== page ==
Bedik Corp. v Herrick Rd. Holdings LLC

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[*1] Bedik Corp. v Herrick Rd. Holdings LLC 2018 NY Slip Op 28402 Decided on December 14, 2018 Supreme Court, Nassau County Steinman, J. Published by New York State Law Reporting Bureau pursuant to Judiciary Law § 431. This opinion is uncorrected and subject to revision before publication in the printed Official Reports.

Decided on December 14, 2018
Supreme Court, Nassau County

Bedik Corporation, BEDIK MURAN REALTY IAS Part 17 CORP., MURAN INTERNATIONAL CORPORATION, MURACHANIAN EXPORT COMPANY, INC., M & M RECYCLING LLC., UNITED OVERSEAS CORPORATION, MALIEL REALTY, INC., AFTER TRIAL INTERNATIONAL TRADERS, LLC, PRICE PARKWAY LLC, UNITED CLOTHING SUPPLY LLC, and VAN MURAN, individually, Plaintiffs,

against

Herrick Road Holdings LLC, Defendant.



004517/2016



Plaintiffs' Counsel

Anthony Mastroianni, Esq., 355 Post Avenue, Westbury, NY 11590

Defendant's Counsel

Joshua E. Kimerling, Esq., Cuddy & Feder LLP, 445 Hamilton Avenue, 14th Floor, White Plains, NY 10601
Leonard D. Steinman, J.

In a decision dated August 30, 2018, following a non-jury trial, this court found that plaintiff Bedik Corporation has an easement by prescription over a patch of vacant paved land owned by defendant Herrick Road Holdings LLC (HRH) that is adjacent to Bedik's property. The land has been used for decades by trucks delivering and receiving goods to and from the loading bays of Bedik's building. Familiarity with the court's August 30 decision is assumed. Because HRH now desires to secure the area in question with a fence in connection with its intended development of the property, the precise dimensions of the easement must be determined. In this regard, the court heard additional testimony on October 29, 2018.

Two witnesses testified for Bedik concerning the parameters of the easement: Gary Spinello, an architect hired by Bedik to assist it with this litigation and William Muran, an owner and a manager of operations at the Bedik building. No testimony was offered by HRH.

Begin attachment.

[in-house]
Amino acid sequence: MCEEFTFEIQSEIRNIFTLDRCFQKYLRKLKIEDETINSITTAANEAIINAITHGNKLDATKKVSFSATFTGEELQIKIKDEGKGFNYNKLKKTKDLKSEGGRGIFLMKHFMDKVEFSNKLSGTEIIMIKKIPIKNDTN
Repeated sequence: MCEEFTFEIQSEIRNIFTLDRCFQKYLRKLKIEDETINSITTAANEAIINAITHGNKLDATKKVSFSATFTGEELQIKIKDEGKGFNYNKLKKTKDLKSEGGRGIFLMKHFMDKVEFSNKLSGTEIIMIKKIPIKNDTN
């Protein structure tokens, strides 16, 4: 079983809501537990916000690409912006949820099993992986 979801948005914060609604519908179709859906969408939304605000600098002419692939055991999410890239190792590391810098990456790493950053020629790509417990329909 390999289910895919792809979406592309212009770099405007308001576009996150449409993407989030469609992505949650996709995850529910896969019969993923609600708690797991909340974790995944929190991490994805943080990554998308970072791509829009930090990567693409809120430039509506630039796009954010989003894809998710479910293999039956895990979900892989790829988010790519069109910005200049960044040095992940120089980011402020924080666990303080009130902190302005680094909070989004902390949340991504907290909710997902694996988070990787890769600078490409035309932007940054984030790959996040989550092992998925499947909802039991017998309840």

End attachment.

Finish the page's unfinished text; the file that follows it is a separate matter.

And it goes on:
THE TESTIMONY

Muran testified that he observed delivery trucks going in and out of the Bedik facility for 38 years and that they always generally followed the same path. Trucks enter the area from Armstrong Road to the north, travel east past the Bedik building and then bear south towards Bedik's loading bays, located on the east side of the Bedik building. The trucks then bear east, in the direction of HRH's building across from the loading bays, and utilize the vacant area between the two buildings to maneuver the trucks as they back into the loading bays. The trucks exit the loading bays by turning north and generally retrace their route back to Armstrong Road. Muran further testified that Bedik's Exhibit 12, a diagram drawn by Spinello, fairly reflects the area in question used by trucks to get to and maneuver into and out of Bedik's loading bays.

Spinello testified for the second time. The first time he testified, on April 17 and 18, 2018, he stated that he visited the site on two or three occasions and personally witnessed the paths the trucks took as they crossed over onto HRH's property. During this initial testimony, Spinello relied upon a drawing he prepared—entered into evidence as Exhibit 9—to demonstrate the path of the trucks over HRH's property as they accessed Bedik's loading bays. During his testimony on October 29, Spinello relied upon a new, more recent drawing—Exhibit 12—in support of his testimony establishing the dimensions of the easement. The easement dimensions as depicted Exhibit 12 differ from those in Exhibit 9 in two important respects.